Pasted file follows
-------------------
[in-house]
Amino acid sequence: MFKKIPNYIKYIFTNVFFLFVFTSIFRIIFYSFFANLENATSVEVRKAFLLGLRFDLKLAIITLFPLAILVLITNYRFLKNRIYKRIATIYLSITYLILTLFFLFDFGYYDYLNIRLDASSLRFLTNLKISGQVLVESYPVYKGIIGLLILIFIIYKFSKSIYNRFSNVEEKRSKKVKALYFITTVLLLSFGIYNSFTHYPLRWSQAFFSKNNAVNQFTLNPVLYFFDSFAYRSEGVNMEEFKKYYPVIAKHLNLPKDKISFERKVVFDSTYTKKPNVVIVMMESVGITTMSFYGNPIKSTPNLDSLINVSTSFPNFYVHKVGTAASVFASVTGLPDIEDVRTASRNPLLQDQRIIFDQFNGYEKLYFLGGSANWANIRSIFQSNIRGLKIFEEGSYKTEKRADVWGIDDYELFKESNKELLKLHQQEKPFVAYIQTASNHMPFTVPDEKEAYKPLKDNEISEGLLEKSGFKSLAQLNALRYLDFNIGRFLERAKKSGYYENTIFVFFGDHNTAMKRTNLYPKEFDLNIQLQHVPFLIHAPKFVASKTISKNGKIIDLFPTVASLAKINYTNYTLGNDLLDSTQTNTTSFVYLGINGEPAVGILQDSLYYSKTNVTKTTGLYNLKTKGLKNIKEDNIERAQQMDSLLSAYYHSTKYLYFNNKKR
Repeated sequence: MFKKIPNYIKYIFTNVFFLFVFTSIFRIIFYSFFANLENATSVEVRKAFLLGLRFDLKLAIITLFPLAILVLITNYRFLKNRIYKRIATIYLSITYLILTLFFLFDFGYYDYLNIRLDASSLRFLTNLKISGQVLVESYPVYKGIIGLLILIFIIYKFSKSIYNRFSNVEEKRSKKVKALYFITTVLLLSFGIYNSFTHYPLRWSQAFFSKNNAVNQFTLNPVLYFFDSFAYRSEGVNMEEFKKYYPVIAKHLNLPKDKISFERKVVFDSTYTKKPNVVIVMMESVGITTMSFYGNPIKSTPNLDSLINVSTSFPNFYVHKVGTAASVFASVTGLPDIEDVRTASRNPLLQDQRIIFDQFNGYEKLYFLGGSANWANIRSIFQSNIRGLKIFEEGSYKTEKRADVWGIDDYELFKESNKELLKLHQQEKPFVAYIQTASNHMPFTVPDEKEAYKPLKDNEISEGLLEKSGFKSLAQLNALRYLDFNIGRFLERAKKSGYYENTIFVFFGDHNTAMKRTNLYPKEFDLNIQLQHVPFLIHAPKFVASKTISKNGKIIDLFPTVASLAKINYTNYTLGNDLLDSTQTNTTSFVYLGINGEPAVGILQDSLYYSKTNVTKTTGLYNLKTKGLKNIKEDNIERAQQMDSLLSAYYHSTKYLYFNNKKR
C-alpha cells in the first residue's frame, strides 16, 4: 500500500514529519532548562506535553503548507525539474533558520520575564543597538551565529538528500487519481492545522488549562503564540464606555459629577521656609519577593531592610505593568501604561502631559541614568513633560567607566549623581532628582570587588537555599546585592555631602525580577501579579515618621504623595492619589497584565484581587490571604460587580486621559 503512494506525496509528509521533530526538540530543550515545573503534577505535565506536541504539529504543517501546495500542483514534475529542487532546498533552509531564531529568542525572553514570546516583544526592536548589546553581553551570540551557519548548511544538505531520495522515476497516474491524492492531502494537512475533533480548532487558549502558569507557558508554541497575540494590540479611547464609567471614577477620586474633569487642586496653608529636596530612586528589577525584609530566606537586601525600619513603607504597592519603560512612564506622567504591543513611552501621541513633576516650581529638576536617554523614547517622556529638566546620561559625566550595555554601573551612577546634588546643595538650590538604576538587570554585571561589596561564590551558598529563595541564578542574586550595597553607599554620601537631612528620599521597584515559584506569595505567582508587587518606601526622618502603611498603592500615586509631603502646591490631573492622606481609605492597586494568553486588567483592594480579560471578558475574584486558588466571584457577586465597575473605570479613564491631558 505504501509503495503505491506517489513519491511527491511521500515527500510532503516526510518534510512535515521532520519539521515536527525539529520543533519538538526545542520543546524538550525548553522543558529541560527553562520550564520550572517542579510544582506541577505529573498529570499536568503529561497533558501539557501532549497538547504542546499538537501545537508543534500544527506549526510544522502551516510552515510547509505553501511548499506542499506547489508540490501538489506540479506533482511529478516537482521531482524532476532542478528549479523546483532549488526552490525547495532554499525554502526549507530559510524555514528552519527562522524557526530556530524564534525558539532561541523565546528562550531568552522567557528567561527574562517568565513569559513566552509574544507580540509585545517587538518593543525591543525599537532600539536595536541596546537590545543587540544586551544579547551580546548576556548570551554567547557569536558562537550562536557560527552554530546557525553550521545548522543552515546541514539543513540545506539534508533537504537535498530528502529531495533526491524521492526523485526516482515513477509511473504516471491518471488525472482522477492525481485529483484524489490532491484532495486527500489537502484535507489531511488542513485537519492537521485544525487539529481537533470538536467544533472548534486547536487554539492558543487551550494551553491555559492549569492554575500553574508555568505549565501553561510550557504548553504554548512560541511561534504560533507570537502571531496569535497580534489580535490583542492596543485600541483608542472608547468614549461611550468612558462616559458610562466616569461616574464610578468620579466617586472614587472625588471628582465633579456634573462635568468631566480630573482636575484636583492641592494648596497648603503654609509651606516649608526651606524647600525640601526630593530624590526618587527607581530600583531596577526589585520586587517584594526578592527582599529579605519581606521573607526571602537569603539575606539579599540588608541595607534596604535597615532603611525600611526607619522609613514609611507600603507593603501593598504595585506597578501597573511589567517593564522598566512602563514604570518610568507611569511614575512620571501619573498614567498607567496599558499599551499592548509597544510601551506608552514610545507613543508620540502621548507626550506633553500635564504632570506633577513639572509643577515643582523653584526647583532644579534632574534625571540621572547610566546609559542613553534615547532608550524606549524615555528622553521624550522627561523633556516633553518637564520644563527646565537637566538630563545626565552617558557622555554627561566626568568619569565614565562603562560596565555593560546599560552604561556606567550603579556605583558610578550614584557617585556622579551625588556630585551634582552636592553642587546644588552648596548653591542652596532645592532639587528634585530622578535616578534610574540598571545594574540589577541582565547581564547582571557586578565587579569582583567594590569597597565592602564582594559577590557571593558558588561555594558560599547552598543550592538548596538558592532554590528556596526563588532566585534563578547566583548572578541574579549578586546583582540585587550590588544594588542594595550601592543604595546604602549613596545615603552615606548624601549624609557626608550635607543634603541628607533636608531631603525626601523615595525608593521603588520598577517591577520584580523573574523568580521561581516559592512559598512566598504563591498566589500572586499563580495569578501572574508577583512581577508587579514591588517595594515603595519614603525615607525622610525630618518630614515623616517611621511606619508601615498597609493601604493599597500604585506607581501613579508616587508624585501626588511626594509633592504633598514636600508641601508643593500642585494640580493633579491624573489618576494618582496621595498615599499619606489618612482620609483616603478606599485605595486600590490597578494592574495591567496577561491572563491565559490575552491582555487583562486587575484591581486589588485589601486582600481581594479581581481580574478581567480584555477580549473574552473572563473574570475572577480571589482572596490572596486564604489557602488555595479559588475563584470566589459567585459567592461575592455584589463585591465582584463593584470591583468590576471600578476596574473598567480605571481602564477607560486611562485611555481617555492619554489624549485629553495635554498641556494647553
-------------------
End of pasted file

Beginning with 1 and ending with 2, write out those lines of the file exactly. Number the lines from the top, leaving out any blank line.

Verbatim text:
[in-house]
Amino acid sequence: MFKKIPNYIKYIFTNVFFLFVFTSIFRIIFYSFFANLENATSVEVRKAFLLGLRFDLKLAIITLFPLAILVLITNYRFLKNRIYKRIATIYLSITYLILTLFFLFDFGYYDYLNIRLDASSLRFLTNLKISGQVLVESYPVYKGIIGLLILIFIIYKFSKSIYNRFSNVEEKRSKKVKALYFITTVLLLSFGIYNSFTHYPLRWSQAFFSKNNAVNQFTLNPVLYFFDSFAYRSEGVNMEEFKKYYPVIAKHLNLPKDKISFERKVVFDSTYTKKPNVVIVMMESVGITTMSFYGNPIKSTPNLDSLINVSTSFPNFYVHKVGTAASVFASVTGLPDIEDVRTASRNPLLQDQRIIFDQFNGYEKLYFLGGSANWANIRSIFQSNIRGLKIFEEGSYKTEKRADVWGIDDYELFKESNKELLKLHQQEKPFVAYIQTASNHMPFTVPDEKEAYKPLKDNEISEGLLEKSGFKSLAQLNALRYLDFNIGRFLERAKKSGYYENTIFVFFGDHNTAMKRTNLYPKEFDLNIQLQHVPFLIHAPKFVASKTISKNGKIIDLFPTVASLAKINYTNYTLGNDLLDSTQTNTTSFVYLGINGEPAVGILQDSLYYSKTNVTKTTGLYNLKTKGLKNIKEDNIERAQQMDSLLSAYYHSTKYLYFNNKKR